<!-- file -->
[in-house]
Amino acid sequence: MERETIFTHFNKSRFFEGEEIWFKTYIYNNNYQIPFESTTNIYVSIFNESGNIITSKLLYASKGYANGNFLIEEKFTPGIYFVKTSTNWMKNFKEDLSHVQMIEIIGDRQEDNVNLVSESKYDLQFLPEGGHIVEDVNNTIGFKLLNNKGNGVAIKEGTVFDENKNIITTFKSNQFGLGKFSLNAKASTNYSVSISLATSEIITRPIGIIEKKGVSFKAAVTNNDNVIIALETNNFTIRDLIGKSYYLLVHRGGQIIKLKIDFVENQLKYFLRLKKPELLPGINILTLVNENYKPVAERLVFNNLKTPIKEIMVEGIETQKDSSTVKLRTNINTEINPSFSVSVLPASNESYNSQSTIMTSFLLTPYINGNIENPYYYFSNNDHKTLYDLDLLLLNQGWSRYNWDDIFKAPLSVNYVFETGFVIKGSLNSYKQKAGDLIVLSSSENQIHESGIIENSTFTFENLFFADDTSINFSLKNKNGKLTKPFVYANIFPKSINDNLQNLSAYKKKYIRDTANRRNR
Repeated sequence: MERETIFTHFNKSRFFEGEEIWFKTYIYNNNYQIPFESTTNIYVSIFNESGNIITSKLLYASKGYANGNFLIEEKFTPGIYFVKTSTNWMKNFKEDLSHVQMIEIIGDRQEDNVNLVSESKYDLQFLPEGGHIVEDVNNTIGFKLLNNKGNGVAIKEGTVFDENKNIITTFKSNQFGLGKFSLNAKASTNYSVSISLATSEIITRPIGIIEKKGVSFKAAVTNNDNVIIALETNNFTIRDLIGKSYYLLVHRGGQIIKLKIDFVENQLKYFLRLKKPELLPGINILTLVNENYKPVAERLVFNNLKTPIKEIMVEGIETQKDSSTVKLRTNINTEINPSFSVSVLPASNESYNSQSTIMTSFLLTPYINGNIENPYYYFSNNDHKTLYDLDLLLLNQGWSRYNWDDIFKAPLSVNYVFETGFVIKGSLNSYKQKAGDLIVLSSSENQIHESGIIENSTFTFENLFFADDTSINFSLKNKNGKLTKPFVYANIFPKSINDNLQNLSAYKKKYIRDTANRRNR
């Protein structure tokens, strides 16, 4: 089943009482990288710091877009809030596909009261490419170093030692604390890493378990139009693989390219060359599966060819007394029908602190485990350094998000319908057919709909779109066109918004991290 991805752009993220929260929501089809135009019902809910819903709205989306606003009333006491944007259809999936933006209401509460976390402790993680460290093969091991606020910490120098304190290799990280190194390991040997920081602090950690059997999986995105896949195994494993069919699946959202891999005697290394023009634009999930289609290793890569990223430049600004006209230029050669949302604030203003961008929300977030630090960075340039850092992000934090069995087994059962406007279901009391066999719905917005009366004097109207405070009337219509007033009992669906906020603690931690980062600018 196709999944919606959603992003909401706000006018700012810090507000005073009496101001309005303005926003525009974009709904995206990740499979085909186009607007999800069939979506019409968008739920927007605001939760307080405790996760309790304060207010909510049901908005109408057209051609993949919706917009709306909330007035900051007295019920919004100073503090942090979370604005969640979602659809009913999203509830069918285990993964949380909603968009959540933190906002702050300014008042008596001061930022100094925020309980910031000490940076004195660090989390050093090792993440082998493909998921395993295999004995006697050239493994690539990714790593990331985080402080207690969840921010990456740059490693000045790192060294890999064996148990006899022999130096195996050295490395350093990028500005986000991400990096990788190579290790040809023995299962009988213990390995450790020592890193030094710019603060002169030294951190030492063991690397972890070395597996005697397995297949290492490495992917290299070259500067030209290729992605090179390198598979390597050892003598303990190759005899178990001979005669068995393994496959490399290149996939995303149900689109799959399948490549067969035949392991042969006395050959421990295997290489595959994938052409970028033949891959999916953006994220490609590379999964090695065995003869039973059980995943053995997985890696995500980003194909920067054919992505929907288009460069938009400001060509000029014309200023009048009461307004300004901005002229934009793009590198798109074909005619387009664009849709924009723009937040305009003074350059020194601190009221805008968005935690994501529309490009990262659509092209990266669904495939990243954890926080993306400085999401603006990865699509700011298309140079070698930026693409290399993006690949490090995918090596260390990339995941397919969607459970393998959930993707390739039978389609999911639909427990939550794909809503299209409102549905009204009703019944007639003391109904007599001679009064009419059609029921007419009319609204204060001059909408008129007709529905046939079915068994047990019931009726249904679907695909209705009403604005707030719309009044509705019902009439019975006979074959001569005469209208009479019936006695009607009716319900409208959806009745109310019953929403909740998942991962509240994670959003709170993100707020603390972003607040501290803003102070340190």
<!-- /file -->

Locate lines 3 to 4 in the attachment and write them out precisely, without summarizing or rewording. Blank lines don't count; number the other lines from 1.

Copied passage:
Repeated sequence: MERETIFTHFNKSRFFEGEEIWFKTYIYNNNYQIPFESTTNIYVSIFNESGNIITSKLLYASKGYANGNFLIEEKFTPGIYFVKTSTNWMKNFKEDLSHVQMIEIIGDRQEDNVNLVSESKYDLQFLPEGGHIVEDVNNTIGFKLLNNKGNGVAIKEGTVFDENKNIITTFKSNQFGLGKFSLNAKASTNYSVSISLATSEIITRPIGIIEKKGVSFKAAVTNNDNVIIALETNNFTIRDLIGKSYYLLVHRGGQIIKLKIDFVENQLKYFLRLKKPELLPGINILTLVNENYKPVAERLVFNNLKTPIKEIMVEGIETQKDSSTVKLRTNINTEINPSFSVSVLPASNESYNSQSTIMTSFLLTPYINGNIENPYYYFSNNDHKTLYDLDLLLLNQGWSRYNWDDIFKAPLSVNYVFETGFVIKGSLNSYKQKAGDLIVLSSSENQIHESGIIENSTFTFENLFFADDTSINFSLKNKNGKLTKPFVYANIFPKSINDNLQNLSAYKKKYIRDTANRRNR
């Protein structure tokens, strides 16, 4: 089943009482990288710091877009809030596909009261490419170093030692604390890493378990139009693989390219060359599966060819007394029908602190485990350094998000319908057919709909779109066109918004991290 991805752009993220929260929501089809135009019902809910819903709205989306606003009333006491944007259809999936933006209401509460976390402790993680460290093969091991606020910490120098304190290799990280190194390991040997920081602090950690059997999986995105896949195994494993069919699946959202891999005697290394023009634009999930289609290793890569990223430049600004006209230029050669949302604030203003961008929300977030630090960075340039850092992000934090069995087994059962406007279901009391066999719905917005009366004097109207405070009337219509007033009992669906906020603690931690980062600018 196709999944919606959603992003909401706000006018700012810090507000005073009496101001309005303005926003525009974009709904995206990740499979085909186009607007999800069939979506019409968008739920927007605001939760307080405790996760309790304060207010909510049901908005109408057209051609993949919706917009709306909330007035900051007295019920919004100073503090942090979370604005969640979602659809009913999203509830069918285990993964949380909603968009959540933190906002702050300014008042008596001061930022100094925020309980910031000490940076004195660090989390050093090792993440082998493909998921395993295999004995006697050239493994690539990714790593990331985080402080207690969840921010990456740059490693000045790192060294890999064996148990006899022999130096195996050295490395350093990028500005986000991400990096990788190579290790040809023995299962009988213990390995450790020592890193030094710019603060002169030294951190030492063991690397972890070395597996005697397995297949290492490495992917290299070259500067030209290729992605090179390198598979390597050892003598303990190759005899178990001979005669068995393994496959490399290149996939995303149900689109799959399948490549067969035949392991042969006395050959421990295997290489595959994938052409970028033949891959999916953006994220490609590379999964090695065995003869039973059980995943053995997985890696995500980003194909920067054919992505929907288009460069938009400001060509000029014309200023009048009461307004300004901005002229934009793009590198798109074909005619387009664009849709924009723009937040305009003074350059020194601190009221805008968005935690994501529309490009990262659509092209990266669904495939990243954890926080993306400085999401603006990865699509700011298309140079070698930026693409290399993006690949490090995918090596260390990339995941397919969607459970393998959930993707390739039978389609999911639909427990939550794909809503299209409102549905009204009703019944007639003391109904007599001679009064009419059609029921007419009319609204204060001059909408008129007709529905046939079915068994047990019931009726249904679907695909209705009403604005707030719309009044509705019902009439019975006979074959001569005469209208009479019936006695009607009716319900409208959806009745109310019953929403909740998942991962509240994670959003709170993100707020603390972003607040501290803003102070340190």